Lou Reed (guitars, percussion & electronics)
Ulrich Krieger (saxophones, percussion & electronics)
Sarth Calhoun (laptops, percussion & electronics)
Reviewed by: Richard Whitehouse
Reviewed: 19 April, 2010
Venue: Southbank Centre, London – Royal Festival Hall
Thirty-five years after its release and the role of “Metal Machine Music”, whether in rock music as a whole or Lou Reed’s career in particular, is still debated – a conceptual breakthrough from a musician clearly intent on reclaiming his experimental past, or a straightforward ‘up yours’ by a disenchanted songwriter to a record company clearly intent on milking him for as much ‘product’ as was feasible? Whichever, those two weeks in the summer of 1975 that Reed spent overlaying guitar parts in his New York apartment gave rise to a double album which continues to infuriate and excite in equal measure.
Having already appeared at the Royal Festival Hall to perform his ‘classic album’ (1973’s “Berlin” two years ago), the recreating of MMM might be thought a step too far in the revisiting of one’s ‘back pages’. In fact, what was heard, as part of Southbank Centre’s Ether programme, was not an attempt at literally recreating its 64 minutes – which would have been perfectly straightforward in terms of projecting the original album from loudspeakers around the auditorium with a sound-desk to regulate the feedback – but an interpretation of its contents by Reed along with two experimental musicians who together constitute Lou Reed’s Metal Machine Trio.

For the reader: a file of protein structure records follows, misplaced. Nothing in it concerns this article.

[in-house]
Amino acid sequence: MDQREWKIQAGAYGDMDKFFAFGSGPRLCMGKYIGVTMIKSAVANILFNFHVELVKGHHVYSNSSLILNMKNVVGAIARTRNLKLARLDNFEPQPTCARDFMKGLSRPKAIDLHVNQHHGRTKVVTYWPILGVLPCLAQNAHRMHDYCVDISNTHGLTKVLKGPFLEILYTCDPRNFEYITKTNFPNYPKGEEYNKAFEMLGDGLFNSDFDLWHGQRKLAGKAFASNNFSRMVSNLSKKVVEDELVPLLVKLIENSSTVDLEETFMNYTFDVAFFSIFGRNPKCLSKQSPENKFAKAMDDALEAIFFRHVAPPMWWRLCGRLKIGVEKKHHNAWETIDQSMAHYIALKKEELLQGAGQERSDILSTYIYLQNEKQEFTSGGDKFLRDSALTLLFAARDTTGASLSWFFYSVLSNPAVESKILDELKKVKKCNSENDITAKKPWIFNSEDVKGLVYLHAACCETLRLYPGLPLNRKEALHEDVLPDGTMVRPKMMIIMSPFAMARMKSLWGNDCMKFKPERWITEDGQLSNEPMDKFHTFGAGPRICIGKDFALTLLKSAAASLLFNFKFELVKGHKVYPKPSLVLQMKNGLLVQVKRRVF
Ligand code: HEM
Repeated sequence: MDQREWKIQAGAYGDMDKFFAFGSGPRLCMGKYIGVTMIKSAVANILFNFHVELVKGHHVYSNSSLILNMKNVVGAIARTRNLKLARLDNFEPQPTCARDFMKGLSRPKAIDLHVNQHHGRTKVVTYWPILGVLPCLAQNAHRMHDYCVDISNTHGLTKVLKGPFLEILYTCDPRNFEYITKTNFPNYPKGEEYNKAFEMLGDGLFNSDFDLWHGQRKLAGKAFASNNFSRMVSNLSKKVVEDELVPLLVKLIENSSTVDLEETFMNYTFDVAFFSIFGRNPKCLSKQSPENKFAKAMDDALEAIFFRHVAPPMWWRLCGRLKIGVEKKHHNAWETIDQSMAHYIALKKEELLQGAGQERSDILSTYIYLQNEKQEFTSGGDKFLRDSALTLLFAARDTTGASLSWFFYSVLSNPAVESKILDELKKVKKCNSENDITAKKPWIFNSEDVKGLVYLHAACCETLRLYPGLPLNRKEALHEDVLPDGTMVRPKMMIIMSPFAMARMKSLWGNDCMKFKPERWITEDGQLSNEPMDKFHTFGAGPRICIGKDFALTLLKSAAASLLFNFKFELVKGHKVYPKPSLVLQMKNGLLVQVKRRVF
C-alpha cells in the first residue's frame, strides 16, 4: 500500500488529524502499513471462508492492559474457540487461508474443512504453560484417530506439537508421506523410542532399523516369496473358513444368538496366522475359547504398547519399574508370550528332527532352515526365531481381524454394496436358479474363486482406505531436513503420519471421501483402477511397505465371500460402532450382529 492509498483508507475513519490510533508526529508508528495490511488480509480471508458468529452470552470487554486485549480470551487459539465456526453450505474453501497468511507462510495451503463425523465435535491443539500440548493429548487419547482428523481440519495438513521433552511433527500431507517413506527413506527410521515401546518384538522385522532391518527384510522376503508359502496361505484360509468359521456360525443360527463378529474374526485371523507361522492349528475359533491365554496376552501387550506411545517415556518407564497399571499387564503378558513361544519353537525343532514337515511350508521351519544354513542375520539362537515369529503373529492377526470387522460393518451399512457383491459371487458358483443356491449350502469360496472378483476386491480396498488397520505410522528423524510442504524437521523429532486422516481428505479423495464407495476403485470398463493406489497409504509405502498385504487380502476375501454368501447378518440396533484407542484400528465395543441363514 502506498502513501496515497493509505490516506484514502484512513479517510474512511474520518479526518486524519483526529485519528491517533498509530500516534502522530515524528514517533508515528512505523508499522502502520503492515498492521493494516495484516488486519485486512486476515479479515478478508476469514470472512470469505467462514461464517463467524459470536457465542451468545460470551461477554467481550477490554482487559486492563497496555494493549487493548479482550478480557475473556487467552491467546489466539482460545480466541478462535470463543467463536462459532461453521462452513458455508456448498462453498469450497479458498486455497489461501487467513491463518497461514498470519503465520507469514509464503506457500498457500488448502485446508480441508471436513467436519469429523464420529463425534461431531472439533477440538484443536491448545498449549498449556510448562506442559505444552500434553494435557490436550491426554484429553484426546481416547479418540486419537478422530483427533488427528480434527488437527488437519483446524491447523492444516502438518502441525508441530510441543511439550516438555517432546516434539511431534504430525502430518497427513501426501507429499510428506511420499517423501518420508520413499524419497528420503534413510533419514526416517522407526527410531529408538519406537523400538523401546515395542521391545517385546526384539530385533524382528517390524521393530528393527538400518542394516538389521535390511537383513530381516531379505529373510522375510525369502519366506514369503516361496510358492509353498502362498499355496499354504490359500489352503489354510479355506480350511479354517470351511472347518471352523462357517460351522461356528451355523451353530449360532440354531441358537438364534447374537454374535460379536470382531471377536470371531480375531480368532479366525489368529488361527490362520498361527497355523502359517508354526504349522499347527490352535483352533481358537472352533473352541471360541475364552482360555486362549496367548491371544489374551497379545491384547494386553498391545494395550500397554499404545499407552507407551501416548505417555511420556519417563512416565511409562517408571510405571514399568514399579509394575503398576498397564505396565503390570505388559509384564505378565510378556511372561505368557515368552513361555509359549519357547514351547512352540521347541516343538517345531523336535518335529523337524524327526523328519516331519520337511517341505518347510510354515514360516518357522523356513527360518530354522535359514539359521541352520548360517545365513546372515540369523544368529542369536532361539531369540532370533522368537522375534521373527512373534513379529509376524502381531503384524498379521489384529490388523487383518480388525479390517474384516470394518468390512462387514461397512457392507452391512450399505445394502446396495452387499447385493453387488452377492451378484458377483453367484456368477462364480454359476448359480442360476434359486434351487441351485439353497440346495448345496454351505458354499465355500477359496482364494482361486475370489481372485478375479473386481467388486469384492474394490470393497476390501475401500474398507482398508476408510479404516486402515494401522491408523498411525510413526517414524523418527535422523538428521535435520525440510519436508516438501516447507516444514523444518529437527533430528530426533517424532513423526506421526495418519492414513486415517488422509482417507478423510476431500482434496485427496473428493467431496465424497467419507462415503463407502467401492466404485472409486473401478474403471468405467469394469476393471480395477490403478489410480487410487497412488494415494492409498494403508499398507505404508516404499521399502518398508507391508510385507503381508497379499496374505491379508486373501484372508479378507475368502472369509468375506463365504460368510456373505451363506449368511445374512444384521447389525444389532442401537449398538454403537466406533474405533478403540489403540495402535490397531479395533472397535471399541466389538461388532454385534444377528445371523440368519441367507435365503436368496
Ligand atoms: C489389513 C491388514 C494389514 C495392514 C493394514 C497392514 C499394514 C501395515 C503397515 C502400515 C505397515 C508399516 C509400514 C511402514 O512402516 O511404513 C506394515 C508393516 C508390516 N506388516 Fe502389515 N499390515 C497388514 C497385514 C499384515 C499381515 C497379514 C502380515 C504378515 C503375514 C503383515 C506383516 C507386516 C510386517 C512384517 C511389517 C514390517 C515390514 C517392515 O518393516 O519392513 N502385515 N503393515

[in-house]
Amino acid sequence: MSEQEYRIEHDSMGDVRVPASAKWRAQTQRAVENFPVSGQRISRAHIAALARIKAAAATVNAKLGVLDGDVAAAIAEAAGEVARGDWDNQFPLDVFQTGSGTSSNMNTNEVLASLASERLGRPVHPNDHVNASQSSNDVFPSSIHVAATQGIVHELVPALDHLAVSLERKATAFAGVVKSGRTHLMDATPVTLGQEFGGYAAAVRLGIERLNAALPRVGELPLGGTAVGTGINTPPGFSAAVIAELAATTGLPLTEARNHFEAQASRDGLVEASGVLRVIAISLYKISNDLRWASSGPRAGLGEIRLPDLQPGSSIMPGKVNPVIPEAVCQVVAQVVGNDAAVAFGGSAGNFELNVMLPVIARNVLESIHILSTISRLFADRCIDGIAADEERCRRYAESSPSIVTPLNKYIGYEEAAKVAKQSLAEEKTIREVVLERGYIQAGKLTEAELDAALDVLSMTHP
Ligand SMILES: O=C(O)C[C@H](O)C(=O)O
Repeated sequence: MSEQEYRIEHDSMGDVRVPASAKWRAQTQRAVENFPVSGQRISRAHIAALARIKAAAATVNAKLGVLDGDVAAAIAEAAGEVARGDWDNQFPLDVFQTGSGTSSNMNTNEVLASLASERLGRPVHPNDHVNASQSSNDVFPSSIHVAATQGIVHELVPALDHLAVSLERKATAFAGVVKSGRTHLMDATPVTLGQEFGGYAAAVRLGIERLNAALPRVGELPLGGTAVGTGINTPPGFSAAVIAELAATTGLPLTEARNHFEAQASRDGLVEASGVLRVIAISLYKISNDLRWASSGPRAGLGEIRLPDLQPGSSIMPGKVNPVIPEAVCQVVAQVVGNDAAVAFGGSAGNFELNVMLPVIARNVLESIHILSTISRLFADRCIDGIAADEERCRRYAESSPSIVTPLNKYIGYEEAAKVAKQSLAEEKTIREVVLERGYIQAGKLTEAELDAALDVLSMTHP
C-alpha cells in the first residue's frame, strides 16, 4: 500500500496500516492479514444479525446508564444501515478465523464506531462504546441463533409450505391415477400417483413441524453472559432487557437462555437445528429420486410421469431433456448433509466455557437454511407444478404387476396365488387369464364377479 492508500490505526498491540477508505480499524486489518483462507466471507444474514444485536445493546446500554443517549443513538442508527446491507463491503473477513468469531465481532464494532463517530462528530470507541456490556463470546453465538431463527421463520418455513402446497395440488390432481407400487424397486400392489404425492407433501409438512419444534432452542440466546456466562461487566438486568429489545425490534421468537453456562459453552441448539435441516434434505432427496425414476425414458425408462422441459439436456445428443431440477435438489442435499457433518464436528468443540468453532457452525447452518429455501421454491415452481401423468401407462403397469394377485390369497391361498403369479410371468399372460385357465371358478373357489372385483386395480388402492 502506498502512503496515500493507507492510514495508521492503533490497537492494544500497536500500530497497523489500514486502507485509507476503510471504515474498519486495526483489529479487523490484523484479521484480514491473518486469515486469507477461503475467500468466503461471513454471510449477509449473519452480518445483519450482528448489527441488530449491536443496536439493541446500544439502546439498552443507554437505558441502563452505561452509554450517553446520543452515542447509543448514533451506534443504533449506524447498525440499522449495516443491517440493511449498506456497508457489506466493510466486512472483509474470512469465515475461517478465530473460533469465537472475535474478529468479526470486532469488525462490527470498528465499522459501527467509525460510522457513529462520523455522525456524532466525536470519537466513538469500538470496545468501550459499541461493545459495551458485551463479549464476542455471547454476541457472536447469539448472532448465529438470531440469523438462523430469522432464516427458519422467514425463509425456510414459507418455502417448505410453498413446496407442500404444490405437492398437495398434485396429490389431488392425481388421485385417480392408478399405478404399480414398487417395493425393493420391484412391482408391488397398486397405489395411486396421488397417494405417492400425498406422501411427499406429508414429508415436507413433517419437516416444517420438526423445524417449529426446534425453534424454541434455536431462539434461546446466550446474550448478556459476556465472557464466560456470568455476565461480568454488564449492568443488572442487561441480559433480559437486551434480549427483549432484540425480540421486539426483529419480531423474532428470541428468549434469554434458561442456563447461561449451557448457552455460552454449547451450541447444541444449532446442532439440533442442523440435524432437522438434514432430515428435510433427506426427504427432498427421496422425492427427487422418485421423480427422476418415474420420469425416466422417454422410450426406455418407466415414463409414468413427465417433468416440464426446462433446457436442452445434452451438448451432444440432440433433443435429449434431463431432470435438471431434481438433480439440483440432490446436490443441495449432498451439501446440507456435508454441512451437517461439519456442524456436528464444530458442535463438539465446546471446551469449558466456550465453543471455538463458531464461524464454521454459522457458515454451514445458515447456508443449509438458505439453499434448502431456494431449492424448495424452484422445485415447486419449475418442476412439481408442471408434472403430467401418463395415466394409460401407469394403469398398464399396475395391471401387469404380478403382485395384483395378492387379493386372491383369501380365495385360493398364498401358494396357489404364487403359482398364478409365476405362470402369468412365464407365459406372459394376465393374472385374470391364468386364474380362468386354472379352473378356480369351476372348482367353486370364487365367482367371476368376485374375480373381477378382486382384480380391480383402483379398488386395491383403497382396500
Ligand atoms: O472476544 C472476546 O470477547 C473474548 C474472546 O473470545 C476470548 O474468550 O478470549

Although scheduled to commence at 8 p.m., the initial 15 minutes of the evening consisted solely of ambient sound generated automatically and projected around the RFH so that an incremental increase in intensity became apparent. While this clearly unsettled numerous punters, uncertain as to whether what they were hearing was the point of their being there and if they should therefore be listening intently or using it just as backdrop to repeated visits to the bar, it ‘set the scene’ for the performance itself in appropriate terms: ominous, even menacing yet at a remove from the listener.
Thus it was around 8.20 when Reed and his accomplices took to the stage – Reed heading towards an elaborate tuning console which he duly activated before seating himself amid a collection of guitars; Ulrich Krieger heading to a stand of saxophones, and Sarth Calhoun to a bank of laptops and other electronica. What unfolded was just over an hour of controlled improvisation in the spirit of MMM – utilising its sounds and textures in the creation of a dense but never opaque wall of sound such as gave each musician ample space to project their contribution. Although the album’s four 16-minute spans were not strictly adhered to, the marking-off of time by recourse to tam-tam and bass drum gave a sense of focus to the performance as well as a Stockhausen-like sense of ritual. It was Reed’s striking of the tam-tam that signalled the imminent end of proceedings 62 minutes on.
Reaction to the performance was generally enthusiastic, for all that the hall was not filled to capacity. Clearly MMM’s reputation precedes it as something not to be taken lightly, not least by those for whom ‘Walk on the Wild Side’ might bring back fond memories. That said, experimentation has been a part of Reed’s musical armoury since the early days of Velvet Underground and there is no reason why he should not pursue it in the autumn of his career. “Metal Machine Trio lives!”, he exclaimed after introducing the musicians at the close – a sentiment with which one could only concur.